That's why the Cubs' matchup against the Arizona Diamondbacks in Game 3 of the National League Division Series was extra special for the two, whose retired jersey numbers fly together from atop the left-field foul pole. Banks threw out the ceremonial first pitch before the game, and Santo was scheduled to lead the lively Wrigley crowd in singing "Take Me Out to the Ballgame" during the seventh-inning stretch.
"It's really exciting to have this great honor to throw out the first pitch and start the playoffs here at Wrigley," Banks said. "I did it in 1984 [when the Cubs were NL East champions], and unfortunately, we didn't make it that year, so I'm hoping that throwing it out this year will help the Cubs get to the next round."
Santo said there was no better person than Banks to open Wrigley's first playoff game since 2003.
"I think it's beautiful," Santo said. "Mr. Cub, no doubt about it -- it should be nobody else other than him."
Banks walked out to the field to a standing ovation from the crowd, and calmly tossed his pitch from in front of the mound to pitcher Sean Marshall. Banks spent his entire 19-year career with the Cubs, and Santo played 13 seasons in a Cubs uniform, but neither got to taste the postseason as a player.
"It's very special for all of us who played here, and come here and follow the team," Banks said. "It's been four years since we got in this position, and it's pretty exciting to be in contention for the playoffs, and to go to the next round. We're all a little nervous about it, I know I am."
Banks' nervousness stems from the Cubs losing the first two games of the best-of-five series. Since the Wild Card was established in 1995, no NL team has come back from being down 0-2 to win the series.
What do the Cubs need to do Saturday to keep their season alive?
"Just be a little more aggressive, that's the key factor in these type of events," Banks said. "Arizona is that way, they're just playing aggressive, Colorado is just playing aggressive, Philadelphia's playing aggressive. I think they all understand it, and we're looking forward to seeing that [Saturday]."
Santo is looking for the Cubs offense to be more aggressive after scoring five total runs in the first two games.
"There's no doubt in my mind that the most important thing we need to do is score runs," Santo said.
The 2007 playoffs have an added significance for Santo, who missed the team's 2003 playoff run because of bladder cancer. Santo is currently in his 18th season as color commentator for WGN Radio.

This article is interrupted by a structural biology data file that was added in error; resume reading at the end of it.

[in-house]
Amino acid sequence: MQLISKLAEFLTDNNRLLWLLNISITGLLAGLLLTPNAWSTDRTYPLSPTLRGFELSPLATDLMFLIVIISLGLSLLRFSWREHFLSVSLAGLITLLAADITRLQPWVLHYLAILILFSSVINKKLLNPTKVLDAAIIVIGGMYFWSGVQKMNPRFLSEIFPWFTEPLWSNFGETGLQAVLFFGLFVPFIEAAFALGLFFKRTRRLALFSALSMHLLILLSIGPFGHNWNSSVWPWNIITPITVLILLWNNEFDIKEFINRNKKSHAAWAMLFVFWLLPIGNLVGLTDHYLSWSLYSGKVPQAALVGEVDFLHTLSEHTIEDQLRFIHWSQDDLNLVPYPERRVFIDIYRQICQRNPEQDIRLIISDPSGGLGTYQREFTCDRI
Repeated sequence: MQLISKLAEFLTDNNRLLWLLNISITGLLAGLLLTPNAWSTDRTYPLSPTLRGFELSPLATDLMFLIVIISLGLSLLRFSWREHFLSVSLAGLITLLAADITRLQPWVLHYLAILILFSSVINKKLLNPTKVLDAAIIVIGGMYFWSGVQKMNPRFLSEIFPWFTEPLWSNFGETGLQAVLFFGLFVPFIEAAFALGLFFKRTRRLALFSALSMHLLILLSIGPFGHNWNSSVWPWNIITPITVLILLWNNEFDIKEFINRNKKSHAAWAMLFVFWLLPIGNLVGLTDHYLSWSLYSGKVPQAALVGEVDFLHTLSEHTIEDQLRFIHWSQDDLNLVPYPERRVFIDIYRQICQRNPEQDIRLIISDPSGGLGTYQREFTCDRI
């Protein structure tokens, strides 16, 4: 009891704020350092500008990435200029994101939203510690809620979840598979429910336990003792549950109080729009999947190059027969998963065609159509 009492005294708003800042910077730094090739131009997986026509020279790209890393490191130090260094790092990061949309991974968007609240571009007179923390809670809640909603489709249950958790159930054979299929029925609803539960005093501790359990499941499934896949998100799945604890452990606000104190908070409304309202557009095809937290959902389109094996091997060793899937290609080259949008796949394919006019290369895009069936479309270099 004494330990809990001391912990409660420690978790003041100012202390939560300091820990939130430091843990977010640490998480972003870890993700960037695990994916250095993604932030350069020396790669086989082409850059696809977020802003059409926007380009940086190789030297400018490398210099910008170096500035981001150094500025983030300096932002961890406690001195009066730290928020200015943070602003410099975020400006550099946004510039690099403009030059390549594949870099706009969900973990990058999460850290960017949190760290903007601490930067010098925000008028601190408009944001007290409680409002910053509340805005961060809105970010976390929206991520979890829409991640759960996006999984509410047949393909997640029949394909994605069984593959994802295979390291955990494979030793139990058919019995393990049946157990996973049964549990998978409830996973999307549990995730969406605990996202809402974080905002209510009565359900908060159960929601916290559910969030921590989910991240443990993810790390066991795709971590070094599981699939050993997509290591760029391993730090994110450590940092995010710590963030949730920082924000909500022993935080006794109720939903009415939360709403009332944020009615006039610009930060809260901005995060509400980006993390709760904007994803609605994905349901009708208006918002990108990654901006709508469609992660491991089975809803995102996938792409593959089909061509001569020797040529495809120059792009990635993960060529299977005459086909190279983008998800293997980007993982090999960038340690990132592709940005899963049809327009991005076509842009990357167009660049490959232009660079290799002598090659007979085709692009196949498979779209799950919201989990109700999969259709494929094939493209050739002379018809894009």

"I feel that these [playoff] games are just like regular[-season] games with our fans," Santo said. "It's been like postseason the whole year. What I love about Wrigley Field and the fans, it's all baseball. It's not about having a big video up on the [scoreboard], and music, it's all about baseball, and you've got to love coming here and watching a ballgame. And the electricity is unbelievable.
"Everytime I sing, I'm very excited about it. I just hope we're ahead when I do it."
Expected to join Banks and Santo at the game were a handful of longtime Cubs fans, from actors Jim Belushi, John Cusack and Jeff Garlin, to former Notre Dame basketball coach Digger Phelps. Rev. Jesse Jackson Sr., Hall of Fame sportswriter Jerome Holtzman, and former Northwestern University running back Darnell Autry were also at the game.
"I've had three children, and I was excited for each one," Belushi said before Saturday's game. "This is like having a fourth child."
In 1995, Autry was one of the leaders of the Northwestern football team that went 10-1 and made its first Rose Bowl appearance since 1949. Autry was at Wrigley on Saturday, hoping to not only see a Cubs victory, but the first in what needs to be three in a row if the Cubs are to advance in the postseason.
"I think it's rather exciting, it's been a long time coming," Autry said. "I'd love to see them win a game, but we'll see what happens. I'd love to see them go on beyond this. I've got faith. They've just got to hit."
As for the big names at the game, Autry was not surprised.
"Chicago is one of the greatest cities in the country," the former running back said. "People want to be here, people want to be a part of the Cubs."
Marc Zarefsky is an associate reporter for MLB.com. This story was not subject to the approval of Major League Baseball or its clubs.Less